Remediating oestrogenic sub clover pastures
Assessing oestrogenic sub-clover biomass
To assess if the total oestrogenic sub-clover content exceeds 20%, identify and record pasture species along a paddock transect. Use a 1cm thick piece of dowel about 50cm in length with a nail sticking out of each end or with the ends shaved to a sharp point.
In early spring, walk diagonally across a paddock, throwing the stick 50 times at 10-pace intervals. Collect 100 measurements by recording the oestrogenic clover touching each end of the stick. If oestrogenic clover is recorded more than 20 times, sheep grazing that paddock are at risk.
Oestrogen levels of pasture samples can be tested….
How to manage a paddock if you suspect a problem
- Manage the stock rotated onto the paddock:
- don’t graze young ewes or lambs
- limit grazing by wethers to avoid high exposure
- rams are not thought to be affected
- cattle may be affected, but likely this is rare
- Be aware that high oestrogen levels can be maintained over long periods of time in hay cut from these pastures if dried quickly or used to make silage
- Ensure soil phosphorus nutrition is adequate as deficiency mayincrease pasture formononetin levels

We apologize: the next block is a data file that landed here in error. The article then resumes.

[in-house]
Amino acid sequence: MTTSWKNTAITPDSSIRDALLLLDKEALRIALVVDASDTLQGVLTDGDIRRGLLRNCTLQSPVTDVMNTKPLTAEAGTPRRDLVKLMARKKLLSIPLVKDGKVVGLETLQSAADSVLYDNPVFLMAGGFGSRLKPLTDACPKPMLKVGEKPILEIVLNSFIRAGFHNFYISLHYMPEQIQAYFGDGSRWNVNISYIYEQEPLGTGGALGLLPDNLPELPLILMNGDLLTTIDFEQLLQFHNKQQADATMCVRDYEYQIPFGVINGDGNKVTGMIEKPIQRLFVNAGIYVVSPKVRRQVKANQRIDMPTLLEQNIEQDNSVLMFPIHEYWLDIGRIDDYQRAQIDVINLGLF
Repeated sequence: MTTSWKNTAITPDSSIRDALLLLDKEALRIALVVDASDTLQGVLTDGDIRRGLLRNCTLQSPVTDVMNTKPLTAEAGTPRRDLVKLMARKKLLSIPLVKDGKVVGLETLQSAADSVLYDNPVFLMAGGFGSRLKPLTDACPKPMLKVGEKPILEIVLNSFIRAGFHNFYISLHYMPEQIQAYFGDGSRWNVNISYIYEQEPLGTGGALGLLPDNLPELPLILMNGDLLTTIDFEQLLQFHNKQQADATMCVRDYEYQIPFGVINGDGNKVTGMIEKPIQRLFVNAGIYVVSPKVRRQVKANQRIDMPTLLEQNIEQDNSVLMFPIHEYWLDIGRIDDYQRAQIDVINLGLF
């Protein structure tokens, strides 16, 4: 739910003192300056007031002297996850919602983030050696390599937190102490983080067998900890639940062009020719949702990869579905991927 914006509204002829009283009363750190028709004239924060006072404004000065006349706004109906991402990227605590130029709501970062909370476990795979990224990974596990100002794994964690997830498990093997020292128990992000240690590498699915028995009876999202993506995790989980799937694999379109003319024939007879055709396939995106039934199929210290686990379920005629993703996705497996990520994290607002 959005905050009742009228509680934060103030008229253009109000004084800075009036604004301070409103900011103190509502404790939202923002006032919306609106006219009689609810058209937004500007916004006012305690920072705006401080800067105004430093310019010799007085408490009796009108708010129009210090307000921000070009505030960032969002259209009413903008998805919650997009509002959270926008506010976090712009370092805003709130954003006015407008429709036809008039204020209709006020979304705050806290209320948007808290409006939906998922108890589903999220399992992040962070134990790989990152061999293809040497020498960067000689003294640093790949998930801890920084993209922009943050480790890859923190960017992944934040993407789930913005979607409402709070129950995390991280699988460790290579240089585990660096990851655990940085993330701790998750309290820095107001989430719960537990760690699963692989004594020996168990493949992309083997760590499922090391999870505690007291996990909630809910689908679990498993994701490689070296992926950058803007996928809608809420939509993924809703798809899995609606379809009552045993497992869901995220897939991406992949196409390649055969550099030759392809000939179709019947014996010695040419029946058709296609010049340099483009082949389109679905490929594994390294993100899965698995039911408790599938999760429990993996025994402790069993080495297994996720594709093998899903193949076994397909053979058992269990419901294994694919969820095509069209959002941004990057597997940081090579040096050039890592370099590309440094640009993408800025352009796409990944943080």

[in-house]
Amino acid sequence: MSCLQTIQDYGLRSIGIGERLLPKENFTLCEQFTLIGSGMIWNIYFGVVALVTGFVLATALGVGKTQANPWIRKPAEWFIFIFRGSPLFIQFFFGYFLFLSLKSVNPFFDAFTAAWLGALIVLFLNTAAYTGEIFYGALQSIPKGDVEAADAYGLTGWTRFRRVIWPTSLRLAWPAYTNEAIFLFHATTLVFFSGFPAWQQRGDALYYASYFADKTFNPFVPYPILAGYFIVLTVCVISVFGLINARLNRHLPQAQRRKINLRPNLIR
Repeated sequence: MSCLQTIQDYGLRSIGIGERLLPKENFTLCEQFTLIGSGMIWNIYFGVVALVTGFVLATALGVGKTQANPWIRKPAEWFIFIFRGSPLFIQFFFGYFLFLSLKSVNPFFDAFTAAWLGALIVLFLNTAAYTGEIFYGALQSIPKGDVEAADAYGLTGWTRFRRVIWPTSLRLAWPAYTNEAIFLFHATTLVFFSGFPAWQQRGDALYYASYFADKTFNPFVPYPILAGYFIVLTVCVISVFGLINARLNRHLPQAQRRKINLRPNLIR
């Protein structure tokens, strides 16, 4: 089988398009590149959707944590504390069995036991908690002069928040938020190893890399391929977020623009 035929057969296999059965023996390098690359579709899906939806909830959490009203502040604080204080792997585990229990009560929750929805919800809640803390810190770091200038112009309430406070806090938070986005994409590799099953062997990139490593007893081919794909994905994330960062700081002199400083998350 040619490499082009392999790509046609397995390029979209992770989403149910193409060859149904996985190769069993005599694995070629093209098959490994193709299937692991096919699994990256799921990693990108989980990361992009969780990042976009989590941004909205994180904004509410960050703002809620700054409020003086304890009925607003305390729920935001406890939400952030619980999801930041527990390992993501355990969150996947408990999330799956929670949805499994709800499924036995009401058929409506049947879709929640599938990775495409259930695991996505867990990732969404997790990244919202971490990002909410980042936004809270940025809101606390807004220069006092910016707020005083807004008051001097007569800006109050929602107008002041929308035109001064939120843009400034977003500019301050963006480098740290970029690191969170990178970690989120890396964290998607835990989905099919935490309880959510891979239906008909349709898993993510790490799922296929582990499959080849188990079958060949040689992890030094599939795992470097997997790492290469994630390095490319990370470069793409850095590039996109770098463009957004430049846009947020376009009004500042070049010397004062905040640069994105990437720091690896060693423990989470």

- Dilute the proportion of feed intake that contains oestrogens:
- provide alternative feed sources e.g. shrubs or grasses in adjacent paddocks
- sow other species into the pasture e.g. rye grass or oats to dilute the intake of sub clover
- do not grass clean, dilution is part of the solution
- Remember to consider other reasons for poor lambing percentages.
Pasture renovation – the ultimate solution
To aid success with replacing high oestrogen pastures:
- reduce clover seed bank by cropping for several years, and prevent sub clover seed set
- choose a well-adapted, ‘recently released’ low oestrogen cultivar
- consider a higher seeding rate than normal/recommended to aid the new cultivar to become dominant
- apply recommended rhizobia at sowing
- fertilise adequately based on soil tests
- when renovating pastures ensure certified seed is used to avoid contaminated seed.